Start from the Mayflower Gulch TH, and follow the 4WD road for 1.5 miles to a cluster of old cabins beneath the impressive cirque formed by Atlantic, Fletcher and Drift. This is the 4WD TH. Head due west and find a way through the willows and across Mayflower Creek. The creek is only a few feet wide here and easy to cross. Angle slighty northwest and find the Pacific Creek drainage. There is a faint use trail that switchbacks up the hillside towards the drainage. The drainage is hard to miss, and is contained by the south slopes of Atlantic to the east, and the south slopes of Mayflower Hill to the west. Stay higher on the east side and look for a good trail that starts near treeline. As you leave treeline and follow Pacific Creek up the drainage, the trail sticks to the south side of the creek, about ten-twenty feet above on the hillside. The grand pyramid-like mass of Pacific Peak now looms over you to the northeast. Follow the trail until Pacific Creek takes a turn to the south, leave the trail and cross the creek and head northeast towards the base of Pacific Peak's west ridge. The base of the ridge is obvious, as the rolling grassy slopes north of Pacific Creek rise up to meet a gentle ridge crest which devolves into a boulder field on the other side. DO NOT descend into the talus boulders, follow the gentle ridge crest until it terminates at the base of a steep blocky talus slope. This is the base of the West Ridge of Pacific Peak and the start of this route.
: Your mileage may vary for crossing the willows and Mayflower creek. I find it easier to follow the road all the way to the cabins and then cut over. Roach's 13'er guide suggests leaving the 4WD road after 1.2 miles and heading northeast to cross Mayflower Creek and enter the Pacific Creek drainage. Either way, make sure your line takes you near the mouth of the drainage to avoid unneccesary bushwacking.
From the base of the West Ridge, the route looks rather intimidating. Looming overhead on the lower section of the ridge are several large towers that obscure your view of the remainder of the route. As you might expect for a route that is Class 3, there is a straight forward route over easy ground that will take you above these rock pinnacles.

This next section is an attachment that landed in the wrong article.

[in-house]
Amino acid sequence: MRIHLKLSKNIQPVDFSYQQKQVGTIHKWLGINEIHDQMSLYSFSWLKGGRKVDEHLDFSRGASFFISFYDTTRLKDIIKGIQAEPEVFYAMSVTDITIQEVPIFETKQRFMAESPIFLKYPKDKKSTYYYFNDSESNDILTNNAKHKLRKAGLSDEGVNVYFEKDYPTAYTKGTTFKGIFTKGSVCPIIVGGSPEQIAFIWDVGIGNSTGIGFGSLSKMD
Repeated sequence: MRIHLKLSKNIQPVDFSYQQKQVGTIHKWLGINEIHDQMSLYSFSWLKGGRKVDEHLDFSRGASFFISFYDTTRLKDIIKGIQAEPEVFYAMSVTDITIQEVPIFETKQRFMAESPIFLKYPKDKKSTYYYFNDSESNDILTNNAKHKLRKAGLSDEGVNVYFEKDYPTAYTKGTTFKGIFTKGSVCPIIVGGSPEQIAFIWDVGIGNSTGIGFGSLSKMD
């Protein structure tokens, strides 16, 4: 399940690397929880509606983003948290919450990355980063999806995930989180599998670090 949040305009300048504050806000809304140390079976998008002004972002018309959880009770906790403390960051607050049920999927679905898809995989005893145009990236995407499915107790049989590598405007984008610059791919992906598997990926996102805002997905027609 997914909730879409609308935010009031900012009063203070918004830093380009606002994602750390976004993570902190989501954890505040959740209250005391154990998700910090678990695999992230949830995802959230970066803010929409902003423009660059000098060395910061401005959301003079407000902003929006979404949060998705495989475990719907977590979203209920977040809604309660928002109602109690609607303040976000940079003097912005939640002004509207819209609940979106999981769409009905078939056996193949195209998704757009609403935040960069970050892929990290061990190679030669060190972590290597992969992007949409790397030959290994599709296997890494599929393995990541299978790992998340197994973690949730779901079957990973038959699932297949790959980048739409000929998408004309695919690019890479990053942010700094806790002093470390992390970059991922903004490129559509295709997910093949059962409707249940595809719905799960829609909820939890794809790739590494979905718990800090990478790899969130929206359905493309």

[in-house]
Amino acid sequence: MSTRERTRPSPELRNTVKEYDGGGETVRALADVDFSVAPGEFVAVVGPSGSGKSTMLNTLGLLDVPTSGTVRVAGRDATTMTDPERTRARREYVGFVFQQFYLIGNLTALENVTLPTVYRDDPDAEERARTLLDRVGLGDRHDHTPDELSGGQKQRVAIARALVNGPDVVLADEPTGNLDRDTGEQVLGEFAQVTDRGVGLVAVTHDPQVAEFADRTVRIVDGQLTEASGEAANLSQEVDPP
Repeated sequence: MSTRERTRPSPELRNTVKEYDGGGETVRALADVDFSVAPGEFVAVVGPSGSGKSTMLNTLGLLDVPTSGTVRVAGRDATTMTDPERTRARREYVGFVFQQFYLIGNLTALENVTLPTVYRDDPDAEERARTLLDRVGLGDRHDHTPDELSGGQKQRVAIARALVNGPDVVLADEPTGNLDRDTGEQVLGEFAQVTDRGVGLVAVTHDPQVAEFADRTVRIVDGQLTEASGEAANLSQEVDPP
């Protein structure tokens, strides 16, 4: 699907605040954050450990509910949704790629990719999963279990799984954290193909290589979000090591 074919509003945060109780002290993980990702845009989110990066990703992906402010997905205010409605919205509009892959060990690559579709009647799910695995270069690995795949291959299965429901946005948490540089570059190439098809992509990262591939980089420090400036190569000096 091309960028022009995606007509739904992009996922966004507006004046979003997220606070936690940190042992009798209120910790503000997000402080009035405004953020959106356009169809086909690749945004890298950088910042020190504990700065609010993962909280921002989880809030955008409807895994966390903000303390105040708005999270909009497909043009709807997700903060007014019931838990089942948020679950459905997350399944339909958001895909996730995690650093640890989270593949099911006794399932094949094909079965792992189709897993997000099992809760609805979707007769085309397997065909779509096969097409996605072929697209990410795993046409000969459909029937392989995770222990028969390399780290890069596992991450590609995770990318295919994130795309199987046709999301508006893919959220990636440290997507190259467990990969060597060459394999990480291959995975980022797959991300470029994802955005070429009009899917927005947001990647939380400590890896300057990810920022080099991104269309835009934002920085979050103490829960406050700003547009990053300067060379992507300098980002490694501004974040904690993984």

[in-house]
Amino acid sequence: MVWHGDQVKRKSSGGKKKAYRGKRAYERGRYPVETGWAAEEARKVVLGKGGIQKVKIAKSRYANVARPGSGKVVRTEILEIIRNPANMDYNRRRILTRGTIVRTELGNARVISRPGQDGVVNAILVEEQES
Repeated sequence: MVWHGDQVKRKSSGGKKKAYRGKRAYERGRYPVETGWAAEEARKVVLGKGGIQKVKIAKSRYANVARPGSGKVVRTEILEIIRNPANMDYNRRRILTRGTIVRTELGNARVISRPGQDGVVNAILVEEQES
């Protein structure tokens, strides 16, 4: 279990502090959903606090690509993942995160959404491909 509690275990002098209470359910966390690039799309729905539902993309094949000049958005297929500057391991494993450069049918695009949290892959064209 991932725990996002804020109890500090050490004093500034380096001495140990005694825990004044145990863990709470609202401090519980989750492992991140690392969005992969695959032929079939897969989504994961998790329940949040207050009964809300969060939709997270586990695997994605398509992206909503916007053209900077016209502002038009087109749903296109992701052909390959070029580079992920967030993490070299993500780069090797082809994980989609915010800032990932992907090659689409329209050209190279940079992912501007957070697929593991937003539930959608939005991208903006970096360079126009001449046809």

Start the climb by scrambling up the center of the steep talus slope that leads to the base of the first large rock tower. The climbing here is fast and fun over large blocky talus. At the first tower look to climber's right (south) and find a dirt path that hugs the rock of the lower tower. Follow this path around the first tower to a dirt gully that angles back towards the ridge crest. Along the way you will spot an attractive looking solid rock gully to your left that seems to head directly to the ridge crest. Avoid the temptation to climb this gully as it is a dead-end. Instead drop slightly down the ridge to enter the dirt gully and climb it about 2/3 of the way back to the ridge top. Again you may have the temptation to follow this gully all the way to the ridge. To keep the difficulty Class 3 however, leave the dirt gully below the ridge line and scramble south onto low-angle slabs, then follow the slabs back to the ridgeline. Now that you are back on the ridge proper you have left most of the large towers behind, but some challenging ground still lays ahead.